I’m gonna say no way

Generally, when artists want to air their scars and misgivings, they need to fully commit. To go halfway is a disservice to the burden you carry. But that’s exactly what Lovato and her team do. They’re content with going halfway.

She gets no help from her guests on the album. Iggy Azalea and Sirah appear on back-to-back tracks and nearly ruin the entire disc. Azaela’s spot sounds like a half-assed reworking of her hit “Black Widow.” And her cultural references are embarrassingly dated.

From “Kindom Come:”
You know family matters
What’s Carl without Harriet
Indispensable like Mary Kate
And Ashley

That’s bad enough … but it’s “Waitin’ for You,” featuring Sirah, that is Confident’s unequivocal low point.

From “Waitin’ for You:”
You said that you’d never hurt me
Be the Band-aid when I bleed
But I guess the Band-aid was all made of paper
‘Cause you never stuck to me

Confident has festival-sized ambitions. Songs build … but burst instead of blooming. Some, like “Yes” and the Ryan Tedder’s “Wildfire” get it right. But there’s way too much assembly-line song building at work.

“Stone Cold,” the last single released from the album, is an example. It checks the boxes of piano ballad, fleeting romance and an emotive vocal. What’s missing is the spark. You would think someone might notice, since every track on the album lists multiple writers.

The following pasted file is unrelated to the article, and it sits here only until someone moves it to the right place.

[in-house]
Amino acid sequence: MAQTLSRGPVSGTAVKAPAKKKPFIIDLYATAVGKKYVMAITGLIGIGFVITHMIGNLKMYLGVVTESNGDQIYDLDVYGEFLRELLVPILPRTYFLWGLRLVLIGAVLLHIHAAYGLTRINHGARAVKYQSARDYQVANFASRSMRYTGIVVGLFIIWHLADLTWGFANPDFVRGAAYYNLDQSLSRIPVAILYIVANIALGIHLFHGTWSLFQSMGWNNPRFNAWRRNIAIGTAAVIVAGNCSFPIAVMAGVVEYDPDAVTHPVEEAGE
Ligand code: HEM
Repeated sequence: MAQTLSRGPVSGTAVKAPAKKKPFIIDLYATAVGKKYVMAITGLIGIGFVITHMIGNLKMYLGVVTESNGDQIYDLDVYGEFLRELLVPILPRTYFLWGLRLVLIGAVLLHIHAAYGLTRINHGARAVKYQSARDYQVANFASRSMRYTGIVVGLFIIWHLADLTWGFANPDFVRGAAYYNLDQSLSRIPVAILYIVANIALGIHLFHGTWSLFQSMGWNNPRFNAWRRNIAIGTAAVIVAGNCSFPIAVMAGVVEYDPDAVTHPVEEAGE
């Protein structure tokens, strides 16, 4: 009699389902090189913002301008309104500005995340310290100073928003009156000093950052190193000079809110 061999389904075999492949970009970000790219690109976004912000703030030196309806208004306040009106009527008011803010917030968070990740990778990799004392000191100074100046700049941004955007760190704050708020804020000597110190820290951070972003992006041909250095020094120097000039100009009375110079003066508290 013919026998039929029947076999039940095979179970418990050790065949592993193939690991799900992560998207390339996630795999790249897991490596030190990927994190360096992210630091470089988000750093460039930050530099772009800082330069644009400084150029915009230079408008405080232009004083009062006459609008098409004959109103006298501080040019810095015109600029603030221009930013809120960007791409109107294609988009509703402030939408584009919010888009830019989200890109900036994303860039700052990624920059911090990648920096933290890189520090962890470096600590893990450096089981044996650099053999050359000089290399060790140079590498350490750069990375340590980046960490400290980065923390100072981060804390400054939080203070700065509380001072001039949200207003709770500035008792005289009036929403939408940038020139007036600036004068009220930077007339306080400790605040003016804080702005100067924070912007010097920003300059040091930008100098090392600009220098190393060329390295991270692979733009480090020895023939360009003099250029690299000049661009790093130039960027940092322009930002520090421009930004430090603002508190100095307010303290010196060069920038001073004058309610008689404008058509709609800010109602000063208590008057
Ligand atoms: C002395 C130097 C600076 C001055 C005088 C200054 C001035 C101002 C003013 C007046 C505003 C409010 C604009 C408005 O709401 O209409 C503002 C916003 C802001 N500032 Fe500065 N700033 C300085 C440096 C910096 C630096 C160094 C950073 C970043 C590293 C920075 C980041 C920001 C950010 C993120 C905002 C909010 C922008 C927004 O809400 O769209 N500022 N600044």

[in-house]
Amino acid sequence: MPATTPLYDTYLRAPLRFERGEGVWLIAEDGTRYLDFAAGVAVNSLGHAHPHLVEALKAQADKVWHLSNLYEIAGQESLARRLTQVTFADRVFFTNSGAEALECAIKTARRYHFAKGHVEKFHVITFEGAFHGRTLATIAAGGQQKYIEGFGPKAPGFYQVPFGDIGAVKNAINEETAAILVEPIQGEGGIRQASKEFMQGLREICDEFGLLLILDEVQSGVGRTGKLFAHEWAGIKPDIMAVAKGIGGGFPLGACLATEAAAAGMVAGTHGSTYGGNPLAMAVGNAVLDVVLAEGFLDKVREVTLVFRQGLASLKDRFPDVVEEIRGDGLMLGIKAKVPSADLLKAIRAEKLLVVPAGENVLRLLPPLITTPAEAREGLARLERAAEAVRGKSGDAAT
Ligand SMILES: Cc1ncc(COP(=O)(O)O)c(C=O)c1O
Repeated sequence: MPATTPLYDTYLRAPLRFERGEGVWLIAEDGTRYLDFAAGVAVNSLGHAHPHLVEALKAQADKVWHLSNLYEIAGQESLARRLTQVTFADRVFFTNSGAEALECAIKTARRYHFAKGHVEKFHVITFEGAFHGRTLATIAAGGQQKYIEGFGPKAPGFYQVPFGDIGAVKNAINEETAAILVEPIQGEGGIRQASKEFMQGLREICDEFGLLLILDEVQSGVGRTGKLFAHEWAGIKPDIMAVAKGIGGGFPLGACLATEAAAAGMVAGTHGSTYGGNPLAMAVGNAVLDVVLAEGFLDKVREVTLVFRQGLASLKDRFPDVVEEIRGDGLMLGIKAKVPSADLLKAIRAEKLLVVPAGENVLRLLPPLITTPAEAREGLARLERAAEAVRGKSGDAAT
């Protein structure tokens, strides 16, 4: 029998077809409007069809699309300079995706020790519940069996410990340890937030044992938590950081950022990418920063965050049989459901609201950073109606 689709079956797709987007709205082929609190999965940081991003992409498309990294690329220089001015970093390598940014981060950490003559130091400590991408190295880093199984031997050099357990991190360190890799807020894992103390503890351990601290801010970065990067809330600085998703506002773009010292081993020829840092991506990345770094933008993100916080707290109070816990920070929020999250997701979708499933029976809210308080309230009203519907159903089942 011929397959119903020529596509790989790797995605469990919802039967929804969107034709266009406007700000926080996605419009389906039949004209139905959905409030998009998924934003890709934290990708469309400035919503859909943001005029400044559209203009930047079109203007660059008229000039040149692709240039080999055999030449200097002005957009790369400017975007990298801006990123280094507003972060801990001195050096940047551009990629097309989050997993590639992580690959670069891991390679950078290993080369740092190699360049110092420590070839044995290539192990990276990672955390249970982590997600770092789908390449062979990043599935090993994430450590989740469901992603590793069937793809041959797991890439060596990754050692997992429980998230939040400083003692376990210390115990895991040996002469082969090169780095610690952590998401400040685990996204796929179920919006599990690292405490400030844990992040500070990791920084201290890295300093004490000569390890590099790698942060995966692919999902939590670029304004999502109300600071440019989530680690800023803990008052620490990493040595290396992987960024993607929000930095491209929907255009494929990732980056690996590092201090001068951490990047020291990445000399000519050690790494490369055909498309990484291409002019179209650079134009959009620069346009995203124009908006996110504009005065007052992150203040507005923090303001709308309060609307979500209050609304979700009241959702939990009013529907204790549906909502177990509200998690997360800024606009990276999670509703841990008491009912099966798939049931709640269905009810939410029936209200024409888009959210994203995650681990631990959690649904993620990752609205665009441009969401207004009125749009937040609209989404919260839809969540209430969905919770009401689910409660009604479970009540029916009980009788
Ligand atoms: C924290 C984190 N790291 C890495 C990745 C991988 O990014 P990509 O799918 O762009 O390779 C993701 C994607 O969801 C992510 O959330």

No fewer than 14 producers are credited in the liner notes.

It shouldn’t shock anyone that Confident’s cast of producers all have A-list credentials. Mitch Allan (Jason Derulo, Pitbull), Jason Evigan (Madonna, David Guetta, Fifth Harmony), Stargate (Ne-yo, Beyonce) and Rami Yacoub (Nicki Minaj, Britney Spears) are just a few who shaped the record.

If you were cynical (I straddle the fence) you might conclude that these people allow just enough individuality from the artists they work with. The rest of the time they stick to the recipe.

The final song on the album is the most transparent. “Father,” about Lovato’s mentally unstable dad who has since passed away, traces the origin of her own torment.

From “Father:”
Always wished for your best
I prayed for your peace
Even if you started this whole war in me

Lovato’s team tries to weave gospel throughout her compelling lyrics but it’s ultimately a missed opportunity. The lyrics beg for a raw, intimate backdrop. The pristine gospel playing feels like a mismatch.

“I’ve never been so sure of myself as an artist,” Lovato said before the album was released. “Not only personal things, but exactly what I want my sound to be and what I know I’m capable of.”

That may have been true, but the result was like a Ryan Homes development. Nice enough … but hardly unique.

“I’m done with the sob stories,” she told Carson Daly. “New chapter, new life, new album, new single — this is a completely new Demi.”

In reality, it wasn’t. She still has a lot on her mind and at times the shadow of her worries can be too much. Make no mistake, this was very much the same girl who sang “Heart Attack.” She’ll probably never rid herself of the “old” Demi.

As an artist, that can be your best friend. Next time, maybe kick out a few producers and explore that.


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About the Author

Andy Sedlak is a former television reporter who lives in Dayton, OH. He grew up in a household that pumped Bruce Springsteen and Billy Joel every weekend. He instantly became a new man when he discovered Bob Dylan’s “Like A Rolling Stone” in junior high.